Marr's Levels of Analysis

Marr's 3 levels of analysis.
Marr's three levels of analysis.

Marr's three levels of analysis [cite key="marr1982"] promotes the idea that complex systems such as the brain, a computer or human behaviour should be understood at different levels. Marr's framework proved to be an elegant and popular way of reasoning about complex systems, and in the context of machine learning and statistics,  remains an intuitive framework that is often used when describing probabilistic models of cognition and perceptual systems.

As Bayesian statisticians, I think this is a useful framework to be aware of, particularly as we move towards designing systems that are increasingly complex and designed to exhibit aspects of  'intelligence'. Marr's three levels framework (see figure) consists of a computational, algorithmic and implementational level [cite key="colombo2012bayes"]:

  • Computational

At this level we describe and specify the problems we are faced with in a generic manner, but do not say how these problems are to be solved. Do we aim to learn a function? Do we wish to estimate uncertainty?

  • Algorithmic

This level forms a bridge between the computational and implementational levels, describing how  the identified computational problems can be solved. It is here that Bayesian and machine learning methods find their place.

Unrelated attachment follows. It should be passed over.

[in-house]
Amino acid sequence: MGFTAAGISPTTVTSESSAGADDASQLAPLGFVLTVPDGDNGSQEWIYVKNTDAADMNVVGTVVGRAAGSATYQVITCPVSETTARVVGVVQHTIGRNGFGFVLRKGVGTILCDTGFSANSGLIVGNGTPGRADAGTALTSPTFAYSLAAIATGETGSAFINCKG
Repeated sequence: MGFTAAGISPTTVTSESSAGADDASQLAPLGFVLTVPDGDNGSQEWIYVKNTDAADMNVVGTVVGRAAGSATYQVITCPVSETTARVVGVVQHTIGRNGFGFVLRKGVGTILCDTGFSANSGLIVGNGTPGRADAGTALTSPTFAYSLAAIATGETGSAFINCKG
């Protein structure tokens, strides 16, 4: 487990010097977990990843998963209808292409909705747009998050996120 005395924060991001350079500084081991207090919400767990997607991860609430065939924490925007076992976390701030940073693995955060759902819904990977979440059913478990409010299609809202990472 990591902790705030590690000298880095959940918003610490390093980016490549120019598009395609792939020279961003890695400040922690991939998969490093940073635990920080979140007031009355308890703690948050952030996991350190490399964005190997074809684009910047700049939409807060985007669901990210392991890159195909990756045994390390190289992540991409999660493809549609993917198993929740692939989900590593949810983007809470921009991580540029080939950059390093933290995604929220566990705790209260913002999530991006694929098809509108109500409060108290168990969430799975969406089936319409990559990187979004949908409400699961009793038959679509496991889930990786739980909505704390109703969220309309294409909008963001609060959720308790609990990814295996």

• Implementational

The physical substrate or mechanism, and its organisation, in which computation is performed. This could be biological in the case of neurons and synapses, or in silicon using transistors, etc.

Each level should be seen as a realisation of the level before it. Thus, the algorithmic level is a realisation of the computational level, describing how the general computational problems can be solved, and similarly, the implementational level is a  realisation of the algorithmic level, specifying the mechanism that carries out our algorithms.

Marr introduced these levels as as a reaction to, and means of avoiding reductionism and vagueness, i.e. we should not focus solely on computational or implementational problems, but also look at what bridges these concerns. Modern thoughts, such as those by Poggio [cite key="poggio2012levels"], now seek to update Marr's levels to incorporate the integrated nature of problems at these levels.

Bayesian methods fit neatly within Marr's framework and can play a useful role in motivating and contextualising our research efforts. Indeed, their may be a more fundamental role for Bayesian analysis to play, as emphasised by the ongoing investigation into aspects of the Bayesian brain and the Bayesian coding hypothesis. Colombo and Series [cite key="colombo2012bayes"] provide a comprehensive discussion of the current philosophical discourse in this regard.

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